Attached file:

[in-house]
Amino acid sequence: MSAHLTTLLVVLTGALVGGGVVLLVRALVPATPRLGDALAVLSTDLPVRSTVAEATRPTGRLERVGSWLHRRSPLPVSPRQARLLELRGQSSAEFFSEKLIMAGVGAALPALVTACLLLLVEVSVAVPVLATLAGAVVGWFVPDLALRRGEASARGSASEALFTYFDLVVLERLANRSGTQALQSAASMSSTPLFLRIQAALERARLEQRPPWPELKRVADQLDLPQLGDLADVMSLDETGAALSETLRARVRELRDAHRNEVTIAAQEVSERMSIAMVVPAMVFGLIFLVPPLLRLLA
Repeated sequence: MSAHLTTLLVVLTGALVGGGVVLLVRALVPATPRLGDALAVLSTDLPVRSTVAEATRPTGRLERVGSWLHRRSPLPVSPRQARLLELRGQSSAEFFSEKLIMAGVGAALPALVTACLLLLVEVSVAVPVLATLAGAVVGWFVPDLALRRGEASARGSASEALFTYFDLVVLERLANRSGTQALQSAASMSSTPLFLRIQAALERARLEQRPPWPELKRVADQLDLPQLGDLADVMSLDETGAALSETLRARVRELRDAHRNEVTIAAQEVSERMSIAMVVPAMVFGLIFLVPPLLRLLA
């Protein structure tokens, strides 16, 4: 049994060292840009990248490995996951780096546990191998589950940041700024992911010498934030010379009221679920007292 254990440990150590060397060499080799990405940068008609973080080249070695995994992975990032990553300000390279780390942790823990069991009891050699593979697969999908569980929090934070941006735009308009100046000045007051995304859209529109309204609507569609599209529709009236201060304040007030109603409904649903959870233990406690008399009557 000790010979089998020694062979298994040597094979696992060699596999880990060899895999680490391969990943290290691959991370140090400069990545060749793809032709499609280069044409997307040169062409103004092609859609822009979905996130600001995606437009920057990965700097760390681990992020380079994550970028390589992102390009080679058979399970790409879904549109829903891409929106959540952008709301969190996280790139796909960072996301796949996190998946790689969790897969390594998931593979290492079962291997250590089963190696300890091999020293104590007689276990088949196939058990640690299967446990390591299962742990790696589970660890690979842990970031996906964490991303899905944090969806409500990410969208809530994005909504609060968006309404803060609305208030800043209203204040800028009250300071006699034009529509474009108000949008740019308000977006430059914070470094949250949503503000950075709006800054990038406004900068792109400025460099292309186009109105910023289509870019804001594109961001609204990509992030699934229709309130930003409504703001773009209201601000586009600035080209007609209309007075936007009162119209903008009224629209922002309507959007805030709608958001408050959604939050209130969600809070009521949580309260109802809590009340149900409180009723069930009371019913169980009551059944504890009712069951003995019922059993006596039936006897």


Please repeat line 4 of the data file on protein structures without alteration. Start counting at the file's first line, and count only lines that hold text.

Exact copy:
């Protein structure tokens, strides 16, 4: 049994060292840009990248490995996951780096546990191998589950940041700024992911010498934030010379009221679920007292 254990440990150590060397060499080799990405940068008609973080080249070695995994992975990032990553300000390279780390942790823990069991009891050699593979697969999908569980929090934070941006735009308009100046000045007051995304859209529109309204609507569609599209529709009236201060304040007030109603409904649903959870233990406690008399009557 000790010979089998020694062979298994040597094979696992060699596999880990060899895999680490391969990943290290691959991370140090400069990545060749793809032709499609280069044409997307040169062409103004092609859609822009979905996130600001995606437009920057990965700097760390681990992020380079994550970028390589992102390009080679058979399970790409879904549109829903891409929106959540952008709301969190996280790139796909960072996301796949996190998946790689969790897969390594998931593979290492079962291997250590089963190696300890091999020293104590007689276990088949196939058990640690299967446990390591299962742990790696589970660890690979842990970031996906964490991303899905944090969806409500990410969208809530994005909504609060968006309404803060609305208030800043209203204040800028009250300071006699034009529509474009108000949008740019308000977006430059914070470094949250949503503000950075709006800054990038406004900068792109400025460099292309186009109105910023289509870019804001594109961001609204990509992030699934229709309130930003409504703001773009209201601000586009600035080209007609209309007075936007009162119209903008009224629209922002309507959007805030709608958001408050959604939050209130969600809070009521949580309260109802809590009340149900409180009723069930009371019913169980009551059944504890009712069951003995019922059993006596039936006897």